Foreign leaders welcome Obama's NSA reforms

Foreign leaders have welcomed US President Barack Obama's announcement on plans to curb the National Security Authority's powers. US agencies will only use bulk collection of data to fight terrorism, protect troops and allies, and combat crime.

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Agencies 'only to use bulk data to fight terrorism'

US Intelligence agencies will only use bulk collection of data for fighting terrorism, protecting troops and allies, as well as combatting crime, President Obama announced today, as he announced plans to curb the National Security Agency's authority.

President Obama added that a review of intelligence gathering practices will not be completed overnight, but said he wants the American people to know the "work has begun".

The US government is also to extend "certain protections" for Americans to people overseas that would limit time in which personal information can be held and how it can be used, Mr Obama announced.

Bulk data storage by NSA has 'potential of abuse'

Bulk data storage allows for the "potential of abuse", President Obama has said, as he announced plans to curb the National Security Agency's authority.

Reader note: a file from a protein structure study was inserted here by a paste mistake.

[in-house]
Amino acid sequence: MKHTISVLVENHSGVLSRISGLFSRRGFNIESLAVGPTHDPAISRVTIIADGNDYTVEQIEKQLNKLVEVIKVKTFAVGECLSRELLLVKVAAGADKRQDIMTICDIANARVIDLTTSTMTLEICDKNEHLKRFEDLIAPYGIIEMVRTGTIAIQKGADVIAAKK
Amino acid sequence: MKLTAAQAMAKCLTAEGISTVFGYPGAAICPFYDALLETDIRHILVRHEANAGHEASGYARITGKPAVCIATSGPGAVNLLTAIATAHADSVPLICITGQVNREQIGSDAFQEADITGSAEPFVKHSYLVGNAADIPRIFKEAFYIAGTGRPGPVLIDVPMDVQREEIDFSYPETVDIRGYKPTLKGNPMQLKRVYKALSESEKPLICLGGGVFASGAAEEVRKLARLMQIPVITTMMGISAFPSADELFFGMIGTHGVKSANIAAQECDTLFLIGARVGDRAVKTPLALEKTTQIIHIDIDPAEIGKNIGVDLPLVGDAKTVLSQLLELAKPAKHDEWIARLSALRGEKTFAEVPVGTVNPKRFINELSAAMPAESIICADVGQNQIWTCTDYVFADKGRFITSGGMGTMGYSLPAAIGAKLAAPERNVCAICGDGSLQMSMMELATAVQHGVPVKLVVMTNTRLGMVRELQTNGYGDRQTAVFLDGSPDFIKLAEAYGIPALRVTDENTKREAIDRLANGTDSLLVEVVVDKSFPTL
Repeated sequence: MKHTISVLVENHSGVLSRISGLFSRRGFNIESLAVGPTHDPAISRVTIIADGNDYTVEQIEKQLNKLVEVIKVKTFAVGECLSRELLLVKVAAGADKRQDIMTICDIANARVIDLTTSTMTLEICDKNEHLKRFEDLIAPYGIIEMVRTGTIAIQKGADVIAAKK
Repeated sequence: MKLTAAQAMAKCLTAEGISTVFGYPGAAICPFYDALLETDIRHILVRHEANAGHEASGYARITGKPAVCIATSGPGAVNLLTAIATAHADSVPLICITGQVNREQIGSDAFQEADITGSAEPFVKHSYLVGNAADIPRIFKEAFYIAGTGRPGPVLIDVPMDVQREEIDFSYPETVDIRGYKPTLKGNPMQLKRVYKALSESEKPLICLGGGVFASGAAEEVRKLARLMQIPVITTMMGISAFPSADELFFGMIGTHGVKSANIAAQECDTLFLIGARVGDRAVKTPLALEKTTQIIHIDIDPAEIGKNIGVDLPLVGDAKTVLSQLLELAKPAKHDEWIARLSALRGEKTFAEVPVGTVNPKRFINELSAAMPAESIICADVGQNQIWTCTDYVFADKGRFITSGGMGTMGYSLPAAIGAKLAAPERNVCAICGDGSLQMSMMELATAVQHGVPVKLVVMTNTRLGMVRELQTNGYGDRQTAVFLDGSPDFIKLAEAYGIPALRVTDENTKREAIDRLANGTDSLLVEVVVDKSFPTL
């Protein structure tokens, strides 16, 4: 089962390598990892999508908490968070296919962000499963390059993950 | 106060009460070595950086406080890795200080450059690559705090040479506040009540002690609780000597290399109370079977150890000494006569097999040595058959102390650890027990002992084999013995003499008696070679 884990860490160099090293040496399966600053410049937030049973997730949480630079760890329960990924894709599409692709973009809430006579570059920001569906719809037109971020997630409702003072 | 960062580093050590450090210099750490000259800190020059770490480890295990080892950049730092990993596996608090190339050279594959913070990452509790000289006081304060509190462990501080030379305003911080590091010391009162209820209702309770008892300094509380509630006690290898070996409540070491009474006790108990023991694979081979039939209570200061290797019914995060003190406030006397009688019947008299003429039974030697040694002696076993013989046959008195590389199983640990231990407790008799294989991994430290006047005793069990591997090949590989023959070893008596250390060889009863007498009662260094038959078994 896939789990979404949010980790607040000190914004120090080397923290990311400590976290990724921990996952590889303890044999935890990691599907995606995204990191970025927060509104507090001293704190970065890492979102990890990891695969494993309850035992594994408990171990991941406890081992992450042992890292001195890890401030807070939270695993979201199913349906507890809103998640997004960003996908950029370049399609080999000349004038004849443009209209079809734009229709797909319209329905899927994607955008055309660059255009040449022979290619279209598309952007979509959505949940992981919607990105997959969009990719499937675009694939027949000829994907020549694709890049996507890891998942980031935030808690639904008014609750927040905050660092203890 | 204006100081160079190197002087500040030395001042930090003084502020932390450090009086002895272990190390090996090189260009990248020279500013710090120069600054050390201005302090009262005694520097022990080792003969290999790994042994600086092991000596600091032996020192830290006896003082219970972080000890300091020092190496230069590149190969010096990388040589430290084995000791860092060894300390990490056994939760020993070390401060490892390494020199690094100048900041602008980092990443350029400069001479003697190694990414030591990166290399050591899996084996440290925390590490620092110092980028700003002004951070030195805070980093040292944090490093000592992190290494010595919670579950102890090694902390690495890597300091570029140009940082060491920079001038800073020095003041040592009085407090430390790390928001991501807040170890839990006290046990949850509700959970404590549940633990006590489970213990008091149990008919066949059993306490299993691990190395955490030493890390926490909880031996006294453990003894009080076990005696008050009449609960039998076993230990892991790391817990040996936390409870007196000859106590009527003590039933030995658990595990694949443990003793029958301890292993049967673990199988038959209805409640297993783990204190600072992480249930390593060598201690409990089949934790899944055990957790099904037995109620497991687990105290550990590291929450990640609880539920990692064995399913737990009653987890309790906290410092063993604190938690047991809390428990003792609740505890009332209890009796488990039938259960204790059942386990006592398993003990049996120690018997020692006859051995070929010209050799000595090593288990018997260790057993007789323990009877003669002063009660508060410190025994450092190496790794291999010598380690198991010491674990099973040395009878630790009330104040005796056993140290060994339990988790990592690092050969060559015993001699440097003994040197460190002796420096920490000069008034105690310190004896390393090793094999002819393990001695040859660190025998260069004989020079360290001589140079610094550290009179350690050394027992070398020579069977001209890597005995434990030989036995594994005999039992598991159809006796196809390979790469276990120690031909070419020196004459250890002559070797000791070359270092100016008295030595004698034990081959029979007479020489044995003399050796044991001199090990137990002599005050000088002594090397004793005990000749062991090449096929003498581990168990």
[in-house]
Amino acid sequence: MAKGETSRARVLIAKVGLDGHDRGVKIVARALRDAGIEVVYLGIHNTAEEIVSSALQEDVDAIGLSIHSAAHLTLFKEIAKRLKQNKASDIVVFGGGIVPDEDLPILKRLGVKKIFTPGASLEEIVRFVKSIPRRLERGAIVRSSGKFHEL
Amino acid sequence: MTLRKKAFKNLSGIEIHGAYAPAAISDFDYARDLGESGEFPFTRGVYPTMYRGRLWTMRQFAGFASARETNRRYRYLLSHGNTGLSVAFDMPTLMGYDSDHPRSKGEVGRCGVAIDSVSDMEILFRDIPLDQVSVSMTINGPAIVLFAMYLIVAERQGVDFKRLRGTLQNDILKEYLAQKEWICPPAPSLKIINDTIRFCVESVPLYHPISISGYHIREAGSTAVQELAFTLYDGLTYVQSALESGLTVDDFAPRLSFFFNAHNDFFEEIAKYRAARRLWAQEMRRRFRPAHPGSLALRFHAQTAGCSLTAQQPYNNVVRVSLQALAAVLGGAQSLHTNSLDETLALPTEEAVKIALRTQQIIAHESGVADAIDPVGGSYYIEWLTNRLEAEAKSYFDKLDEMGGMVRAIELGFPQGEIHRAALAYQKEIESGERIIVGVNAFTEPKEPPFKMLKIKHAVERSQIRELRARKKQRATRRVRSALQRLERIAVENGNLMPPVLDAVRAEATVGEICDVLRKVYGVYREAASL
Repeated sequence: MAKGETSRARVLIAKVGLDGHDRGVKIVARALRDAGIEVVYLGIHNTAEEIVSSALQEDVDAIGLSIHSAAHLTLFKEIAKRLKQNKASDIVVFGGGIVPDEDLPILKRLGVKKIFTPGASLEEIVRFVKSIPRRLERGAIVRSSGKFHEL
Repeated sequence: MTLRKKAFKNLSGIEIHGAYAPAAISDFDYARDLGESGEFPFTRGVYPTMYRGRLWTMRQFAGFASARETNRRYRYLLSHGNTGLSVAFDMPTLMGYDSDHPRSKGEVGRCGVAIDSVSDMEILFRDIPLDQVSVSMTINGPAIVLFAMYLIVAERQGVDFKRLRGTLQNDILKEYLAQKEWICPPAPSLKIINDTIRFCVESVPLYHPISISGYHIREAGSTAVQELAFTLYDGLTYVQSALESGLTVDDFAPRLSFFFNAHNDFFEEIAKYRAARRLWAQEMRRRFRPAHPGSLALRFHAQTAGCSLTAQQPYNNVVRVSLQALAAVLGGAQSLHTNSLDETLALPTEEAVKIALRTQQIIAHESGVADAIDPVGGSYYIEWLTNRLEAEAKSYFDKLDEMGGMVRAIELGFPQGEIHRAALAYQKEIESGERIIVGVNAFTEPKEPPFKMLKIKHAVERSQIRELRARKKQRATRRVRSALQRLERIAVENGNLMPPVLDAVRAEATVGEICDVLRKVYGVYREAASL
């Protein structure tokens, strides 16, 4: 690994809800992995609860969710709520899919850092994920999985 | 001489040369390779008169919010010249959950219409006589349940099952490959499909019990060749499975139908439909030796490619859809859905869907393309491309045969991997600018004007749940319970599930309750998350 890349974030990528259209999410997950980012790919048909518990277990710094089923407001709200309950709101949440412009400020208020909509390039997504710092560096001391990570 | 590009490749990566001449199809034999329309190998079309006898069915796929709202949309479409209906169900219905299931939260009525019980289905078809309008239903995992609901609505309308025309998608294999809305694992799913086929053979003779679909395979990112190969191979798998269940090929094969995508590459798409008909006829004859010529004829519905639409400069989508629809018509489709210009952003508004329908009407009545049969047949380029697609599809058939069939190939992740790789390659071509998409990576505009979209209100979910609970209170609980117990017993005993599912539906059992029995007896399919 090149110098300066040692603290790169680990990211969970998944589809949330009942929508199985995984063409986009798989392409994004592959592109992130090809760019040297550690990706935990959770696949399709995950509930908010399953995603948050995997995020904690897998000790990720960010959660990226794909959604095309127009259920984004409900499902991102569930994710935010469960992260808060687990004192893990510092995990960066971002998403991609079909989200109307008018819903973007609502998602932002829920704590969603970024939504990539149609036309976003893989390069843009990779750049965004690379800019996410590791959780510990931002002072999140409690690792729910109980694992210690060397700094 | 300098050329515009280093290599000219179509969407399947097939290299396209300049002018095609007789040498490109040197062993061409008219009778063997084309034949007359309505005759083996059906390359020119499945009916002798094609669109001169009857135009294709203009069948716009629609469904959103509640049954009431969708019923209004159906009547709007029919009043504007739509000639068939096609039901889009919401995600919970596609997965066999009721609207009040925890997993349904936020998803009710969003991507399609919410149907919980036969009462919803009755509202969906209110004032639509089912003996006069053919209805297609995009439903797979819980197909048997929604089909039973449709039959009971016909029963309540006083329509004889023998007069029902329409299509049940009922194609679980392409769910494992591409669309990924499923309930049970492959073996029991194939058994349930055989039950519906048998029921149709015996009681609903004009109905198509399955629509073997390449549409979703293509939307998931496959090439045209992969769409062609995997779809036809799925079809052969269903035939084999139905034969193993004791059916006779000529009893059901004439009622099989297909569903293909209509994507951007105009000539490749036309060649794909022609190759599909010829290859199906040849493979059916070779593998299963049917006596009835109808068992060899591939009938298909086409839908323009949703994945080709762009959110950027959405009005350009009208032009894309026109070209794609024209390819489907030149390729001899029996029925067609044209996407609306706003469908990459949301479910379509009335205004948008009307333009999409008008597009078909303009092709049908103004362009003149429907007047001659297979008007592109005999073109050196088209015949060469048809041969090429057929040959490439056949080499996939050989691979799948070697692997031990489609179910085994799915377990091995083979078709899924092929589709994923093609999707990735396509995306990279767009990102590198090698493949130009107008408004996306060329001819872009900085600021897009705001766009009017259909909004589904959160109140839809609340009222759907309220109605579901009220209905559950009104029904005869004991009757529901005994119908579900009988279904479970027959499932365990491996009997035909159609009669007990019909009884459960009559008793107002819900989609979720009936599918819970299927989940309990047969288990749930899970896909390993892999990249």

"While few doubt the legitimacy of spying on hostile states, individuals acting on their own is a new threat," Mr Obama said.

"These signals intelligence efforts have prevented multiple attacks and saved innocent lives, not just in the United States but around the globe. But the risk of government overreach has also become more pronounced".


Obama announces curbs on spying on foreign allies

President Barack Obama has announced curbs on the US government spying on dozens of foreign heads of state and government who are among Washington's close friends and allies, senior administration officials said on Friday.

Barack Obama announces curb on NSA authority. Credit: APTN

Mr Obama, however, said that intelligence "helps secure our country and our freedoms" at a conference addressing the revelations.

He added: "The US has benefitted from both our constitution and traditions of limited government".

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